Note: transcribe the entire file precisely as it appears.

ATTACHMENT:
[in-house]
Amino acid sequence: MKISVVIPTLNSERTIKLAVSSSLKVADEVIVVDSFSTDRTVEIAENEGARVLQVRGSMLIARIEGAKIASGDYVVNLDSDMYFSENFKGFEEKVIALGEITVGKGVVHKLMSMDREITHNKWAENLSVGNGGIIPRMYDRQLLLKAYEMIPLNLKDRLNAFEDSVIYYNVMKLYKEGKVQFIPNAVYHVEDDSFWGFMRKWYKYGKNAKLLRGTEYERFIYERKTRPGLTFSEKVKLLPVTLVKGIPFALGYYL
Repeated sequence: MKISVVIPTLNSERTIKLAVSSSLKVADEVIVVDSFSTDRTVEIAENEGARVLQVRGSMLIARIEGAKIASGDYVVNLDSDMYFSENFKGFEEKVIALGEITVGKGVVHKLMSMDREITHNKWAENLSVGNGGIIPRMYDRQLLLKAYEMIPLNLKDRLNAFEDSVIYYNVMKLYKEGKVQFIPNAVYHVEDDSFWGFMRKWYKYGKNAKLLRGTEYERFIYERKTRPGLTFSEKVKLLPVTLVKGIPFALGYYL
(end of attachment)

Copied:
[in-house]
Amino acid sequence: MKISVVIPTLNSERTIKLAVSSSLKVADEVIVVDSFSTDRTVEIAENEGARVLQVRGSMLIARIEGAKIASGDYVVNLDSDMYFSENFKGFEEKVIALGEITVGKGVVHKLMSMDREITHNKWAENLSVGNGGIIPRMYDRQLLLKAYEMIPLNLKDRLNAFEDSVIYYNVMKLYKEGKVQFIPNAVYHVEDDSFWGFMRKWYKYGKNAKLLRGTEYERFIYERKTRPGLTFSEKVKLLPVTLVKGIPFALGYYL
Repeated sequence: MKISVVIPTLNSERTIKLAVSSSLKVADEVIVVDSFSTDRTVEIAENEGARVLQVRGSMLIARIEGAKIASGDYVVNLDSDMYFSENFKGFEEKVIALGEITVGKGVVHKLMSMDREITHNKWAENLSVGNGGIIPRMYDRQLLLKAYEMIPLNLKDRLNAFEDSVIYYNVMKLYKEGKVQFIPNAVYHVEDDSFWGFMRKWYKYGKNAKLLRGTEYERFIYERKTRPGLTFSEKVKLLPVTLVKGIPFALGYYL